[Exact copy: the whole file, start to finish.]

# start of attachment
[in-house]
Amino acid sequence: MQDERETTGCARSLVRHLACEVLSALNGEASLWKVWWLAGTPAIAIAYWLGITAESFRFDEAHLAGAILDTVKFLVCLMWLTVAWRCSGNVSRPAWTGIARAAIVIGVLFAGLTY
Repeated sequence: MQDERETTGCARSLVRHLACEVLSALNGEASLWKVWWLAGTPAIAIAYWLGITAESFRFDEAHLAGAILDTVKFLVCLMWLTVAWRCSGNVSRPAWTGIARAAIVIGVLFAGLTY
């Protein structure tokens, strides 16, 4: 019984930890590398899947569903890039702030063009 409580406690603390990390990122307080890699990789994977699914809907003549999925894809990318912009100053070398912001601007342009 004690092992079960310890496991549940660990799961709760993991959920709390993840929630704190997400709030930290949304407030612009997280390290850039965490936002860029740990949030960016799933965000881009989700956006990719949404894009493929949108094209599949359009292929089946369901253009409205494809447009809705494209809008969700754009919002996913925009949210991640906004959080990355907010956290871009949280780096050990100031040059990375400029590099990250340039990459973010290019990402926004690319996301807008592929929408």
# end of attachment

[in-house]
Amino acid sequence: MQDERETTGCARSLVRHLACEVLSALNGEASLWKVWWLAGTPAIAIAYWLGITAESFRFDEAHLAGAILDTVKFLVCLMWLTVAWRCSGNVSRPAWTGIARAAIVIGVLFAGLTY
Repeated sequence: MQDERETTGCARSLVRHLACEVLSALNGEASLWKVWWLAGTPAIAIAYWLGITAESFRFDEAHLAGAILDTVKFLVCLMWLTVAWRCSGNVSRPAWTGIARAAIVIGVLFAGLTY
């Protein structure tokens, strides 16, 4: 019984930890590398899947569903890039702030063009 409580406690603390990390990122307080890699990789994977699914809907003549999925894809990318912009100053070398912001601007342009 004690092992079960310890496991549940660990799961709760993991959920709390993840929630704190997400709030930290949304407030612009997280390290850039965490936002860029740990949030960016799933965000881009989700956006990719949404894009493929949108094209599949359009292929089946369901253009409205494809447009809705494209809008969700754009919002996913925009949210991640906004959080990355907010956290871009949280780096050990100031040059990375400029590099990250340039990459973010290019990402926004690319996301807008592929929408």